Thursday, July 28, 2011

Review | "Page One: Inside the New York Times"

One of the most talked about and culturally relevant issues of our time is the decline of traditional media and the rise of newer, faster, and less expensive forms of information dissemination.

With an increasing number of daily newspapers shutting their doors or introducing major layoffs and cutbacks, it may look like the battle is already over. The digital age has finally won out over traditional media.

But many would argue that is not the case. And many of those people just happen to work at the New York Times. One of the most venerable and respected newspapers in the world, the NYT represents a bastion of journalistic integrity featuring "all the news that is fit to print." However, as one of the last remaining daily print periodicals, is it just a matter of time before the Times shuts down too? In an era where information comes fast and cheap (if not necessarily accurate), how can a newspaper compete against the world of blogs and social media?

David Carr in PAGE ONE: INSIDE THE NEW YORK TIMES, a Magnolia Pictures release. 
Photo courtesy of Magnolia Pictures.
That's where Andrew Rossi's engrossing new documentary, Page One: Inside the New York Times comes in. Rossi spent a year behind the scenes at the New York Times, where he was granted unprecedented access to the daily goings on in the newsroom. The result is not only a document of a newspaper's daily operations, but a testament to why the newspaper is still essential. While social media sites such as Twitter and the blogosphere make the race to be first paramount, the New York Times still retains their dedication to being accurate before being first. But more than that, they still struggle with keeping up with the times - how do you evolve in a fast-paced modern world that is quickly leaving your medium in the dust?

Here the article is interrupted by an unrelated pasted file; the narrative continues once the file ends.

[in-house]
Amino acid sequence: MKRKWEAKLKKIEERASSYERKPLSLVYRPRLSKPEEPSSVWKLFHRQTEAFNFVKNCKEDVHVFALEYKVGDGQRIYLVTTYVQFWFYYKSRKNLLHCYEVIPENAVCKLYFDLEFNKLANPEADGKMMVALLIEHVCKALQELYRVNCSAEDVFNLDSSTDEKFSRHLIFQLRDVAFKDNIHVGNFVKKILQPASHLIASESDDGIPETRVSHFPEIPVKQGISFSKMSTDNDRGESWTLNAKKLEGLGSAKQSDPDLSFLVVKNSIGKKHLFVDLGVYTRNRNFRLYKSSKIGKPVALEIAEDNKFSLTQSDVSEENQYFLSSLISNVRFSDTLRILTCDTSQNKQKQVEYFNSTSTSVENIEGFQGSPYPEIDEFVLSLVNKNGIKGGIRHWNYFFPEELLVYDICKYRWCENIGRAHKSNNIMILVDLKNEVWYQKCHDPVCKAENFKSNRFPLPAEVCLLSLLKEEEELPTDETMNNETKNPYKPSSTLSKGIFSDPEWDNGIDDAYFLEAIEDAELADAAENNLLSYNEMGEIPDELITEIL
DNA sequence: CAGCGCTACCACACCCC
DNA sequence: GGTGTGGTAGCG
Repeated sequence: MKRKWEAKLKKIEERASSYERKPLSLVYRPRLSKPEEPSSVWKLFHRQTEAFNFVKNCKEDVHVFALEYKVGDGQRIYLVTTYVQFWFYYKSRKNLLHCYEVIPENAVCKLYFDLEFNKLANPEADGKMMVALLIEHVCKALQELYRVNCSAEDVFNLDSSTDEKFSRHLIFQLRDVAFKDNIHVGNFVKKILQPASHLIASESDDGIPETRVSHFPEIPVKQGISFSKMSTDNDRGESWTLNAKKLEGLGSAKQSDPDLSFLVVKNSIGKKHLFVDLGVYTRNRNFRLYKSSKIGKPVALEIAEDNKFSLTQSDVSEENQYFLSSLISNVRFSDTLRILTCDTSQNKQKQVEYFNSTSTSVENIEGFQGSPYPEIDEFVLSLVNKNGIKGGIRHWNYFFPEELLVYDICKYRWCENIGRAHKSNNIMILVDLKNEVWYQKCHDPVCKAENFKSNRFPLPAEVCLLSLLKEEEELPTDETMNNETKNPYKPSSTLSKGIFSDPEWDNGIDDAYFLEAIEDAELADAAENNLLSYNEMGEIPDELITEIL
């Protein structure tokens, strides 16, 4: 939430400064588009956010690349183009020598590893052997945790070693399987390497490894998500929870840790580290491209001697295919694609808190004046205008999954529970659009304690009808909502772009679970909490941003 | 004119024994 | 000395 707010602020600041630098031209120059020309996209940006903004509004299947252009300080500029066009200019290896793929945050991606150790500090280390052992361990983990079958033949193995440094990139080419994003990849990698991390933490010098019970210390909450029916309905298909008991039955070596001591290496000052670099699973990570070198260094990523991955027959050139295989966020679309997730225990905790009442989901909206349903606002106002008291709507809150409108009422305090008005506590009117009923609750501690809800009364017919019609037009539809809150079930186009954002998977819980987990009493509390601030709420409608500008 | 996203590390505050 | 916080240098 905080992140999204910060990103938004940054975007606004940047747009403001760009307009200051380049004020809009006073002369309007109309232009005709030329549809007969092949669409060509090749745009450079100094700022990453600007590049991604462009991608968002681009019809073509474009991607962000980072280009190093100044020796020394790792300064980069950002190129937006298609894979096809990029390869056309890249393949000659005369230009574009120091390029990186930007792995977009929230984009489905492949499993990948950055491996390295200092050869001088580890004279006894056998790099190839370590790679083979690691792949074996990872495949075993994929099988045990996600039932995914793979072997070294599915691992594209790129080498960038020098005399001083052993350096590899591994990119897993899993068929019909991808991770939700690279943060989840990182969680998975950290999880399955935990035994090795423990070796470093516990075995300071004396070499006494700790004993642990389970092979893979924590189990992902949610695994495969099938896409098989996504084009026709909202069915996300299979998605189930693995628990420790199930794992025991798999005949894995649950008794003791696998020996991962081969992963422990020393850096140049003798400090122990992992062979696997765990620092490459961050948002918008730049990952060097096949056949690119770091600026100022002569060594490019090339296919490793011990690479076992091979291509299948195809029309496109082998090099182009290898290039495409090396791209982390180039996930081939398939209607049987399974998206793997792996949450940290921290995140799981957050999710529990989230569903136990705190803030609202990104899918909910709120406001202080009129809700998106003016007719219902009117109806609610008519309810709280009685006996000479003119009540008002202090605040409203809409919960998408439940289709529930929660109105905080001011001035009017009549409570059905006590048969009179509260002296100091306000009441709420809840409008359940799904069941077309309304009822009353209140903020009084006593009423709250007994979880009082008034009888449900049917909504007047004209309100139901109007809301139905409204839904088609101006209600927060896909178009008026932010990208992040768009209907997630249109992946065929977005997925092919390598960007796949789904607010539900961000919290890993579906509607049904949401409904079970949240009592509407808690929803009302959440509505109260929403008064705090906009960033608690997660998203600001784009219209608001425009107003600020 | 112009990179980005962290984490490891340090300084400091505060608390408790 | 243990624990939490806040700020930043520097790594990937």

Through interviews with NYT editors and reporters, Page One pieces together a portrait of an industry trying to find itself in a time of great internal upheaval. Film buffs may especially recognize David Carr, formerly known as The Carpetbagger, whose acerbic wit and blunt, tell-it-like-it-is attitude comes to represent the old guard, grudgingly transitioning into the future of news. His strong defense of the New York Times, however, also gives the film its strongest arguments for the necessity of the newspaper. Carr knows his stuff, and he understands the newspaper's place in a digital age.

A scene from PAGE ONE: INSIDE THE NEW YORK TIMES, a Magnolia Pictures release. 
Photo courtesy of Magnolia Pictures.
To Carr, the newspaper is not dead. Nor will it ever be. It is simply in transition. The film covers the Times' controversial recent decision to put up a paywall on its website, leading many to protest putting a price on information that is free elsewhere. But in a world where speed has replaced accuracy, and partisan punditry is masquerading as news, real, principled journalism is worth its weight in gold. Page One is clearly a film that favors print journalism. Yet it also understands its need to keep up with the digital age. In that regard the film is both a tribute and an elegy all in one.

This is not just a documentary about the workings of one newspaper. It is a snapshot of a very specific place and time, an engaging look at a changing world and an industry struggling to keep up. It invites its viewers into a kind of dialogue on the values of print vs. digital, of old media vs. new media, and how the two can perhaps find a way to coexist. The newspaper isn't dead. Not yet, anyway. And Page One reminds us why it is more vital today than ever. It's not just nostalgia, it's necessity.

GRADE - ★ (out of four)

PAGE ONE: INSIDE THE NEW YORK TIMES | Directed by Andrew Rossi | Rated R for language including some sexual references | Now playing in select theaters.

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